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Die Mißbildungen Des Menschen "DMDM1" DREAM14

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Die Mißbildungen Des Menschen’s debut cassette isn’t divided up into songs. Because it’s a cassette, it’s divided up by its sides: The first side is “Electronique,” and the second is “Batterie,” and that’s the tracklist. The album’s 43 minutes aren’t easily chopped up into digestible pieces to be distributed among mixtapes or Spotify playlists (though it is available to stream on Spotify, for the record). Far be it from me to tell anyone how to consume music, of course, but it takes a certain amount of commitment and patience to fully take in Die Mißbildungen Des Menschen’s music.

DMDM.1 is a sprawling, massive work that’s a pretty safe distance from pop, but while it’s complex and experimental, it’s also really cool. Throughout “Batterie,” there are only so many moments that reveal a discernible melody, but it’s a textural wonder. The opening swell of synthesizers is cosmic and feels seemingly infinite; it’s breathtaking and terrifying, like the opening of a Kubrick film. Yet once the drums start up, it becomes a psychedelic dirge that grows more accessible, if only temporarily. There’s always more noise and weirdness just around the corner.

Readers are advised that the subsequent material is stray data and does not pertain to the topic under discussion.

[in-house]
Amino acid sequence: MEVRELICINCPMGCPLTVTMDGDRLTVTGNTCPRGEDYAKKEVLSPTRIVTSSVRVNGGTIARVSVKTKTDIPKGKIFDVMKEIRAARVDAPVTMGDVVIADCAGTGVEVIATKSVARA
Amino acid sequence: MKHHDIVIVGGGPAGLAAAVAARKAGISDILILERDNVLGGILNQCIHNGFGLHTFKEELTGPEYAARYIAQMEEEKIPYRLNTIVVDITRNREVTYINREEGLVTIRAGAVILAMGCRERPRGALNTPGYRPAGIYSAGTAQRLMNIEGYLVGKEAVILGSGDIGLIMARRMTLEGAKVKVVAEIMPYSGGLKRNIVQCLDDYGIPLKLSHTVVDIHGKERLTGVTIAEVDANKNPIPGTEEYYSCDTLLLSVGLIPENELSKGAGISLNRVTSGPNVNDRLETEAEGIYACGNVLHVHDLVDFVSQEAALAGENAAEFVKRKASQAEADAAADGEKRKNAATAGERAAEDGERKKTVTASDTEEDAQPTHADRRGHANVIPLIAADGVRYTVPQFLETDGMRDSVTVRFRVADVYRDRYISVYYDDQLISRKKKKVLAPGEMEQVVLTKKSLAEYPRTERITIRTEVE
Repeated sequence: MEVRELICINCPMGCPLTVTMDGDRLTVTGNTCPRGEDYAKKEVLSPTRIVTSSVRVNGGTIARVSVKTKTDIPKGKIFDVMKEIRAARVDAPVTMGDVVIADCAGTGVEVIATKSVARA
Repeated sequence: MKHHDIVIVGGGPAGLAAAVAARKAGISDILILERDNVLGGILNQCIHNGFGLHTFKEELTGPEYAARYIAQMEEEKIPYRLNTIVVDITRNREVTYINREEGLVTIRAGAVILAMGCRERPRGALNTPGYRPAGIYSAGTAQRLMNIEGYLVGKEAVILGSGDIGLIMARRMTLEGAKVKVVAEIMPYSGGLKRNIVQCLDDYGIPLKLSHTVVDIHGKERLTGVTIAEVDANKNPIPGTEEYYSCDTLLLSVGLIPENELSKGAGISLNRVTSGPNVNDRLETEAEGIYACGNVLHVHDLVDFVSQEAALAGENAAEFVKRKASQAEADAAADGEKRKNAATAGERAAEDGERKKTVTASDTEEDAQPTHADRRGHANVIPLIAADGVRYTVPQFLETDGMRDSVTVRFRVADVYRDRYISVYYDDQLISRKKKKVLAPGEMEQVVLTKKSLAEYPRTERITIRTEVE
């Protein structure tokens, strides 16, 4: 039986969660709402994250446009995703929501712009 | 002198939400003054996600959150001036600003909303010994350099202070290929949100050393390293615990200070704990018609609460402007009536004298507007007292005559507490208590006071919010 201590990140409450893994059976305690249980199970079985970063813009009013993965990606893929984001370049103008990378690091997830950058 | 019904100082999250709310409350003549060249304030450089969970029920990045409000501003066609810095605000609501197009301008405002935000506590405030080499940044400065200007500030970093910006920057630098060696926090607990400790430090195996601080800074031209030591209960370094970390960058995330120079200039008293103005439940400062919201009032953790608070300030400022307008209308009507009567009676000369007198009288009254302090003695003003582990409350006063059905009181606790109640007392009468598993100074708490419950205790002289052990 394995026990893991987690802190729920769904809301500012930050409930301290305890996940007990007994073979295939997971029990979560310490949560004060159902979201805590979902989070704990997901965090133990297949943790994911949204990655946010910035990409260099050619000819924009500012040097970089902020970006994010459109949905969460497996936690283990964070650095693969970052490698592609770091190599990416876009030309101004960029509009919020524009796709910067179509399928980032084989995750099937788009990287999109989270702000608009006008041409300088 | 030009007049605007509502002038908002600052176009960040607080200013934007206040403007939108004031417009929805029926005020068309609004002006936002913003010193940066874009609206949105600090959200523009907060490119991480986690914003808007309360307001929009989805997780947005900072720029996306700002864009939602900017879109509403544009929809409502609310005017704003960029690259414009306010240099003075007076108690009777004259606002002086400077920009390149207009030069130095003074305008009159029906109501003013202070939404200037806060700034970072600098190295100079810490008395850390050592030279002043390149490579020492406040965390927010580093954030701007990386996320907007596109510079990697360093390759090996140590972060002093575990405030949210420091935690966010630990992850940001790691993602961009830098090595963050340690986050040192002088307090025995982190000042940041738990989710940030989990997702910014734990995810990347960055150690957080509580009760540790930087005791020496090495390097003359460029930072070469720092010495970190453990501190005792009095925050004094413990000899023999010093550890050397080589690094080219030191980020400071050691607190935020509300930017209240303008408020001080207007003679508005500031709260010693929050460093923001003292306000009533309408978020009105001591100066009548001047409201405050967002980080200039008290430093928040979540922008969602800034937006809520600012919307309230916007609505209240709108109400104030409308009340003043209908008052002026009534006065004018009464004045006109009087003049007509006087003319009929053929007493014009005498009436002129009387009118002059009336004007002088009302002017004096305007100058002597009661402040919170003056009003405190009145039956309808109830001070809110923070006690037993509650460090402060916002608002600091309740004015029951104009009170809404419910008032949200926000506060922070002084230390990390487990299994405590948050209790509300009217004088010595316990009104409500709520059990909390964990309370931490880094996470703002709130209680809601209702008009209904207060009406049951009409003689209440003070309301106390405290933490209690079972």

“Electronique,” by comparison, is more chaotic as it unfolds, with electronics firing and synthesizer effects oscillating. It picks up a minimal pulse, and after a few minutes sounds more like a conventional song, relatively speaking. It eventually turns into something sounding more like new wave, complete with a robotic recitation of the band’s name. It’s surprisingly fun.

The full DMDM experience isn’t encapsulated without the addition of member Xavier Vasquez, who provides all of the visuals for the band’s performances (which make them all the more psychedelic and weird). To deliver the complete package, the group has released a DMDM.1 audio/visual component on Amazon, which Prime members can stream for free. Whatever method one consumes the album, it is still a guaranteed trip. Just make sure to carve out enough time to take in the whole thing.

-Jeff Terich (San Diego Citybeat, Treblezine)